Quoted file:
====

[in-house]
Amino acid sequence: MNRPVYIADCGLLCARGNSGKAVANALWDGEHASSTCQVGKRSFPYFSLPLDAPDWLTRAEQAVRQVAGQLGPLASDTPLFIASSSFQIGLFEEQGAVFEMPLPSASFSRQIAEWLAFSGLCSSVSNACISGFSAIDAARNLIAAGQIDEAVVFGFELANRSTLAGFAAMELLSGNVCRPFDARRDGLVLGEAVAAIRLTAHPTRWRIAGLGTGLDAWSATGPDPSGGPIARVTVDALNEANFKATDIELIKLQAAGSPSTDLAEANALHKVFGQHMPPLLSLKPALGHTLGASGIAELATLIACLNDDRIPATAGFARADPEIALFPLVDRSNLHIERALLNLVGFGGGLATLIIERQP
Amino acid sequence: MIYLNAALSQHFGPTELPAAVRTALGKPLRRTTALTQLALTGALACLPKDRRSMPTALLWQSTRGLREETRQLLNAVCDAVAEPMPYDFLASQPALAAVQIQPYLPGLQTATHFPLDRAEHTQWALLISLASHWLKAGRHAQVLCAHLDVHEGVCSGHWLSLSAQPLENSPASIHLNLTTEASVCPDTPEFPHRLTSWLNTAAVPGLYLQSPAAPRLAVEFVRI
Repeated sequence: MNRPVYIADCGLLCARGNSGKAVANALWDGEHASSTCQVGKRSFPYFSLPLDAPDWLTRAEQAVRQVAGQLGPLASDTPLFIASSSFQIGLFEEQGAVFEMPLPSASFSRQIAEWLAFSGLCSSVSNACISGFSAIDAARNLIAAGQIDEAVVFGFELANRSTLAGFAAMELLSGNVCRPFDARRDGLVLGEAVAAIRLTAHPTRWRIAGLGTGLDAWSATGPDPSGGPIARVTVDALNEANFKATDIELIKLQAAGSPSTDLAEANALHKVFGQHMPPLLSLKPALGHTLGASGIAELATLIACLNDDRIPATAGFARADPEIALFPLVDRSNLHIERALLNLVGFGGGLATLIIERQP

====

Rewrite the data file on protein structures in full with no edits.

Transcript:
[in-house]
Amino acid sequence: MNRPVYIADCGLLCARGNSGKAVANALWDGEHASSTCQVGKRSFPYFSLPLDAPDWLTRAEQAVRQVAGQLGPLASDTPLFIASSSFQIGLFEEQGAVFEMPLPSASFSRQIAEWLAFSGLCSSVSNACISGFSAIDAARNLIAAGQIDEAVVFGFELANRSTLAGFAAMELLSGNVCRPFDARRDGLVLGEAVAAIRLTAHPTRWRIAGLGTGLDAWSATGPDPSGGPIARVTVDALNEANFKATDIELIKLQAAGSPSTDLAEANALHKVFGQHMPPLLSLKPALGHTLGASGIAELATLIACLNDDRIPATAGFARADPEIALFPLVDRSNLHIERALLNLVGFGGGLATLIIERQP
Amino acid sequence: MIYLNAALSQHFGPTELPAAVRTALGKPLRRTTALTQLALTGALACLPKDRRSMPTALLWQSTRGLREETRQLLNAVCDAVAEPMPYDFLASQPALAAVQIQPYLPGLQTATHFPLDRAEHTQWALLISLASHWLKAGRHAQVLCAHLDVHEGVCSGHWLSLSAQPLENSPASIHLNLTTEASVCPDTPEFPHRLTSWLNTAAVPGLYLQSPAAPRLAVEFVRI
Repeated sequence: MNRPVYIADCGLLCARGNSGKAVANALWDGEHASSTCQVGKRSFPYFSLPLDAPDWLTRAEQAVRQVAGQLGPLASDTPLFIASSSFQIGLFEEQGAVFEMPLPSASFSRQIAEWLAFSGLCSSVSNACISGFSAIDAARNLIAAGQIDEAVVFGFELANRSTLAGFAAMELLSGNVCRPFDARRDGLVLGEAVAAIRLTAHPTRWRIAGLGTGLDAWSATGPDPSGGPIARVTVDALNEANFKATDIELIKLQAAGSPSTDLAEANALHKVFGQHMPPLLSLKPALGHTLGASGIAELATLIACLNDDRIPATAGFARADPEIALFPLVDRSNLHIERALLNLVGFGGGLATLIIERQP